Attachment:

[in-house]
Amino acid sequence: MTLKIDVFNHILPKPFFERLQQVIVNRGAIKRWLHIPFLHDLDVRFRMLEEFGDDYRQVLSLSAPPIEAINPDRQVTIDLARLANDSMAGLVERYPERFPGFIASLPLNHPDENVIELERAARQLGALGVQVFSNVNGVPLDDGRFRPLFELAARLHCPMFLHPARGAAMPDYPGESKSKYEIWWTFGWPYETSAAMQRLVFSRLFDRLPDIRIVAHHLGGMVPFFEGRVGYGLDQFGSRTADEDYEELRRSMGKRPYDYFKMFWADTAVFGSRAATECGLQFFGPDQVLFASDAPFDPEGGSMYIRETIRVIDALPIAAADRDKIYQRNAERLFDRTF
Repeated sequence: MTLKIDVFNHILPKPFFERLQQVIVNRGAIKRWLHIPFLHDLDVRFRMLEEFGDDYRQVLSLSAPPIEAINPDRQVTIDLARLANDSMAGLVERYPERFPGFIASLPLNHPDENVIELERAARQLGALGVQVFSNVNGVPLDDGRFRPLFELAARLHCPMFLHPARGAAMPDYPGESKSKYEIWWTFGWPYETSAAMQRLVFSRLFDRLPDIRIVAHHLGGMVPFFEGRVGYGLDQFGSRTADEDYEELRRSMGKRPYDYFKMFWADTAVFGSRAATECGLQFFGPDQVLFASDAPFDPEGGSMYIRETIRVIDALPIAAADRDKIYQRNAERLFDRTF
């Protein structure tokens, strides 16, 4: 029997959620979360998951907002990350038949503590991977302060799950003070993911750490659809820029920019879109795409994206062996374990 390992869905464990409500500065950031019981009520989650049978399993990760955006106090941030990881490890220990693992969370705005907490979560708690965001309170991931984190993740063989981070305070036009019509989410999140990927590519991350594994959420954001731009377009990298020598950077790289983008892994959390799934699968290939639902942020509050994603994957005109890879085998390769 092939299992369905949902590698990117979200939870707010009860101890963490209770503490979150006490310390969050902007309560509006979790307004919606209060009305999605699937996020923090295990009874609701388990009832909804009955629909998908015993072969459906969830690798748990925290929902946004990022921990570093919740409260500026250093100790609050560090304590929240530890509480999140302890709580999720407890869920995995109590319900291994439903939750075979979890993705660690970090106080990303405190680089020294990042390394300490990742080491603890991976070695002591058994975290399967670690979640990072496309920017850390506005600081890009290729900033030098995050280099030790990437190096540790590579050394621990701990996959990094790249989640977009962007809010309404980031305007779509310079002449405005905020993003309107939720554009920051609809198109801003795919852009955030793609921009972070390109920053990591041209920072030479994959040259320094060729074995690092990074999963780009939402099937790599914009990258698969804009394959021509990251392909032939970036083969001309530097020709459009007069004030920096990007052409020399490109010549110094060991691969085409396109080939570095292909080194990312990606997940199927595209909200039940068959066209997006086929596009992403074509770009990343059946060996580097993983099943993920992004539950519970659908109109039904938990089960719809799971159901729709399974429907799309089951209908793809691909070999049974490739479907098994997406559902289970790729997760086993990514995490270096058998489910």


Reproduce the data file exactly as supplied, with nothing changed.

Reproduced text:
[in-house]
Amino acid sequence: MTLKIDVFNHILPKPFFERLQQVIVNRGAIKRWLHIPFLHDLDVRFRMLEEFGDDYRQVLSLSAPPIEAINPDRQVTIDLARLANDSMAGLVERYPERFPGFIASLPLNHPDENVIELERAARQLGALGVQVFSNVNGVPLDDGRFRPLFELAARLHCPMFLHPARGAAMPDYPGESKSKYEIWWTFGWPYETSAAMQRLVFSRLFDRLPDIRIVAHHLGGMVPFFEGRVGYGLDQFGSRTADEDYEELRRSMGKRPYDYFKMFWADTAVFGSRAATECGLQFFGPDQVLFASDAPFDPEGGSMYIRETIRVIDALPIAAADRDKIYQRNAERLFDRTF
Repeated sequence: MTLKIDVFNHILPKPFFERLQQVIVNRGAIKRWLHIPFLHDLDVRFRMLEEFGDDYRQVLSLSAPPIEAINPDRQVTIDLARLANDSMAGLVERYPERFPGFIASLPLNHPDENVIELERAARQLGALGVQVFSNVNGVPLDDGRFRPLFELAARLHCPMFLHPARGAAMPDYPGESKSKYEIWWTFGWPYETSAAMQRLVFSRLFDRLPDIRIVAHHLGGMVPFFEGRVGYGLDQFGSRTADEDYEELRRSMGKRPYDYFKMFWADTAVFGSRAATECGLQFFGPDQVLFASDAPFDPEGGSMYIRETIRVIDALPIAAADRDKIYQRNAERLFDRTF
């Protein structure tokens, strides 16, 4: 029997959620979360998951907002990350038949503590991977302060799950003070993911750490659809820029920019879109795409994206062996374990 390992869905464990409500500065950031019981009520989650049978399993990760955006106090941030990881490890220990693992969370705005907490979560708690965001309170991931984190993740063989981070305070036009019509989410999140990927590519991350594994959420954001731009377009990298020598950077790289983008892994959390799934699968290939639902942020509050994603994957005109890879085998390769 092939299992369905949902590698990117979200939870707010009860101890963490209770503490979150006490310390969050902007309560509006979790307004919606209060009305999605699937996020923090295990009874609701388990009832909804009955629909998908015993072969459906969830690798748990925290929902946004990022921990570093919740409260500026250093100790609050560090304590929240530890509480999140302890709580999720407890869920995995109590319900291994439903939750075979979890993705660690970090106080990303405190680089020294990042390394300490990742080491603890991976070695002591058994975290399967670690979640990072496309920017850390506005600081890009290729900033030098995050280099030790990437190096540790590579050394621990701990996959990094790249989640977009962007809010309404980031305007779509310079002449405005905020993003309107939720554009920051609809198109801003795919852009955030793609921009972070390109920053990591041209920072030479994959040259320094060729074995690092990074999963780009939402099937790599914009990258698969804009394959021509990251392909032939970036083969001309530097020709459009007069004030920096990007052409020399490109010549110094060991691969085409396109080939570095292909080194990312990606997940199927595209909200039940068959066209997006086929596009992403074509770009990343059946060996580097993983099943993920992004539950519970659908109109039904938990089960719809799971159901729709399974429907799309089951209908793809691909070999049974490739479907098994997406559902289970790729997760086993990514995490270096058998489910």